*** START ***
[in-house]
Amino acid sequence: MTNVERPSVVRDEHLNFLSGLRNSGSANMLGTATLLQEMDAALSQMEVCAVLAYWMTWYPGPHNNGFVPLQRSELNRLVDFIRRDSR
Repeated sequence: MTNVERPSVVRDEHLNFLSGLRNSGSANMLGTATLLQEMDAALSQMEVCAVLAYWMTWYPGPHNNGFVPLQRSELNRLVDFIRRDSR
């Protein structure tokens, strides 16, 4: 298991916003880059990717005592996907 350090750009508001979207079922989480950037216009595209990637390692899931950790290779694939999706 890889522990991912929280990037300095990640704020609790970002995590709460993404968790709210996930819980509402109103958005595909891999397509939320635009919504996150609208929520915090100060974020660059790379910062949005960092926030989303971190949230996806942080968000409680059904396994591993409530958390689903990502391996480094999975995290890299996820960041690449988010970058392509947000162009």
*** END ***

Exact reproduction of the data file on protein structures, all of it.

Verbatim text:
[in-house]
Amino acid sequence: MTNVERPSVVRDEHLNFLSGLRNSGSANMLGTATLLQEMDAALSQMEVCAVLAYWMTWYPGPHNNGFVPLQRSELNRLVDFIRRDSR
Repeated sequence: MTNVERPSVVRDEHLNFLSGLRNSGSANMLGTATLLQEMDAALSQMEVCAVLAYWMTWYPGPHNNGFVPLQRSELNRLVDFIRRDSR
């Protein structure tokens, strides 16, 4: 298991916003880059990717005592996907 350090750009508001979207079922989480950037216009595209990637390692899931950790290779694939999706 890889522990991912929280990037300095990640704020609790970002995590709460993404968790709210996930819980509402109103958005595909891999397509939320635009919504996150609208929520915090100060974020660059790379910062949005960092926030989303971190949230996806942080968000409680059904396994591993409530958390689903990502391996480094999975995290890299996820960041690449988010970058392509947000162009």